Crocheting has become very popular in the dreadlock community as a way to tighten up all your dreads and pull in most of the loose hairs on the surface of the dread. To the untrained eye, crocheted dreads have the appearance of being mature. So dreads that are only weeks old may appear years older. However, not all dreadheads are a fan of this technique.
The long and short of crochet is that no matter how careful you are you may be breaking hairs when you use this technique. Your expertise and awareness of what you are doing will certainly affect how badly it breaks, if at all though. The second most important factor is to make sure that you are using a very small crochet hook – 1mm or smaller. Hooks this small can be difficult to find in ordinary craft stores so you may need to shop online for one. We use a hooks between 0.3mm and 0.6mm and love it, but if you are planning to utilize this technique you will need to find what is most comfortable for you. Generally speaking, larger hooks seem to be easier to learn on, but small hooks seems to work better (and damage less hair) once you become more experienced.
The general consensus about crocheting is that it can be difficult to stop once you start. Because crochet can have a tendency to cause broken hair once the tightness you get from crochet begins to wear off the broken hairs become more visible as frizz and loose hairs after about a week or so. However, no matter what form of maintenance you choose and prefer you will get some relapse and fuzzines after a little while (usually as soon as the first wash after doing maintenance). The trouble is when people start using crochet to fix the issues caused by the crochet hook in the first place. Crochet CAN be addicting, but it’s possible to stop anytime, but may have to deal with some frizziness before your dreads start to naturalize again. TOO much crocheting, especially if done incorrectly, can actually break dreads so badly that you could seriously compromise the strength of the entire dread. The strength of a dreadlock or rope comes from the length of the fibers it is comprised of. However, if you begin breaking the fibers you compromise its overall tensile strength. Also, crocheted dreadlocks tend to acquire a velcro-like texture and be stiff, but this usually relaxes within the first few washes after having it done. However this, like many of the other potential detrimental effects of crochet, are made worse by overuse and improper use (and therefore, minimized by proper, infrequent use).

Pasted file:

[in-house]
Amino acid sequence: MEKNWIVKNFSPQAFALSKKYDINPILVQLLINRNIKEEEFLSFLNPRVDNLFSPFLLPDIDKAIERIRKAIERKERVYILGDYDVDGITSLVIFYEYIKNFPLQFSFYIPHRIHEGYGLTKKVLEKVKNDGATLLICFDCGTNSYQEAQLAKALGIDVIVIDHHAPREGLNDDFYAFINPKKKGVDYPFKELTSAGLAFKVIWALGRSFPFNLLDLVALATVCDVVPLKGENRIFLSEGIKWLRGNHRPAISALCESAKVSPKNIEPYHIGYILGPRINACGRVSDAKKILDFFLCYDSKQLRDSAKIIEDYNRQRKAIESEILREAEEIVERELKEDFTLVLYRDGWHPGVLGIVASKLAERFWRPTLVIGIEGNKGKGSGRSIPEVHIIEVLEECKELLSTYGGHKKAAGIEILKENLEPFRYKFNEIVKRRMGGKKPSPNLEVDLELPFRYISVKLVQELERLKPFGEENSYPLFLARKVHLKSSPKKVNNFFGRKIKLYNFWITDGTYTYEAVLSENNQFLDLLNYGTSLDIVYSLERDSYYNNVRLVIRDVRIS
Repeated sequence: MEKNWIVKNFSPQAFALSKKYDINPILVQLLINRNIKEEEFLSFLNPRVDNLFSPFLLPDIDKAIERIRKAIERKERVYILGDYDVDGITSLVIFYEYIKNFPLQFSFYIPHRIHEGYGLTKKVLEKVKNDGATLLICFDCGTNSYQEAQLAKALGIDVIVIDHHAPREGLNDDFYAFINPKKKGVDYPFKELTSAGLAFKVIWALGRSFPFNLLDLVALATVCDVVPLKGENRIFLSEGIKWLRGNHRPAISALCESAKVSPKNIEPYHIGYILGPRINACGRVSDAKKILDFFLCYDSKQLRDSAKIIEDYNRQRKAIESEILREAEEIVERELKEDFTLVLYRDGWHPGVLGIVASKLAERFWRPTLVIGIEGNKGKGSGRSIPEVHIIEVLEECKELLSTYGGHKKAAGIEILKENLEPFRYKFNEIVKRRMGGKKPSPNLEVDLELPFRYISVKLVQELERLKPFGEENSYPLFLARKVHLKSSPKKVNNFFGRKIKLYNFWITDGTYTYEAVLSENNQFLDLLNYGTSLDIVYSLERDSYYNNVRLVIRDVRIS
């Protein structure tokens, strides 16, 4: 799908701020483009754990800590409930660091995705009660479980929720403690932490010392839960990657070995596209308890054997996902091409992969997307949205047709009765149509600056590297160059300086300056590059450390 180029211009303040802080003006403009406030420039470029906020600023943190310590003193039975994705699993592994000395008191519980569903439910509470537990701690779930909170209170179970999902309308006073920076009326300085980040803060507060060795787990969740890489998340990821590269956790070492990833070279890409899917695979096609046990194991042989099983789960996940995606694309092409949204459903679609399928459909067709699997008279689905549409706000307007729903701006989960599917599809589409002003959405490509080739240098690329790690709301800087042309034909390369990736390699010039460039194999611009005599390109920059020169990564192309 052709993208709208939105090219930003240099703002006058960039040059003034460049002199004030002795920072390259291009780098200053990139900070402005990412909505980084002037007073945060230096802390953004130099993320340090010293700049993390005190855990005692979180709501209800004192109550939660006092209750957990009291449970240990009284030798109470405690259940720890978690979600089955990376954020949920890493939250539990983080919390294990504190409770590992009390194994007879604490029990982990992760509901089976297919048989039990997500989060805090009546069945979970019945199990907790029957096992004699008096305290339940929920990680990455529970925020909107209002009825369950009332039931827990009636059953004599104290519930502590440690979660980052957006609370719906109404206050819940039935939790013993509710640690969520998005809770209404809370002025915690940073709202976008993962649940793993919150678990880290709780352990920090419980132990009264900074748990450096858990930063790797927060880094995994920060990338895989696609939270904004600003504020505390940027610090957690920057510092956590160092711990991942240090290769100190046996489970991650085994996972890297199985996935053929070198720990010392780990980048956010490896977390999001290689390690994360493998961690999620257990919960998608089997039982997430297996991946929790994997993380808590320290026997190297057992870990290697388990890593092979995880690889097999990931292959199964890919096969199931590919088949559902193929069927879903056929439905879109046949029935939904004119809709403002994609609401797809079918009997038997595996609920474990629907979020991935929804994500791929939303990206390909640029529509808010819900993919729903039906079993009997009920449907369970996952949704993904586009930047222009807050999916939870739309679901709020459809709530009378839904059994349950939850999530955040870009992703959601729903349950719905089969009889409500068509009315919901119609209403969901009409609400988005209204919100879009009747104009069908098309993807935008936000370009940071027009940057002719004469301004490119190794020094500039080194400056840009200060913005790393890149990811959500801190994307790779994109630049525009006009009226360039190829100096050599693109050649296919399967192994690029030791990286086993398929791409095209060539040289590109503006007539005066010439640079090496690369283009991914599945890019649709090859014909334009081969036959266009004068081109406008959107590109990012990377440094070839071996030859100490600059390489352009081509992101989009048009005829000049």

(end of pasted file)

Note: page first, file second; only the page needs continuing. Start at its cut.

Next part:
Our official opinion on crochet at this point is that crocheting is okay IN MODERATION! We wouldn’t recommend crocheting any more frequently than once a month. More than that and we think you seriously need to worry about the breakage you may be causing. Granted, for some people they are willing to compromise a little strength for tight, neat looking dreads. We would even go so far as to say that we prefer that all dreads get at least ONE really good crocheting session in their lives to help expedite the locking and compression process and after that only sparingly. We also tell our own clients that if you are going to have professional maintenance done on a regular basis (every 4-12 weeks) that you shouldn’t even bother purchasing a crochet hook as we don’t want them to be tempted to crochet their own locks in between sessions and cause unecessary damage. However, overall, crochet is a personal decision that we can’t make for you, of course, but we CAN warn you about the pros and cons and encourage you to think long and hard before you decide one way or the other!
We have included a video of Amy crocheting that will help to instruct you on how to utilize this technique.
Here is a small collection of additional YouTube videos you may find helpful: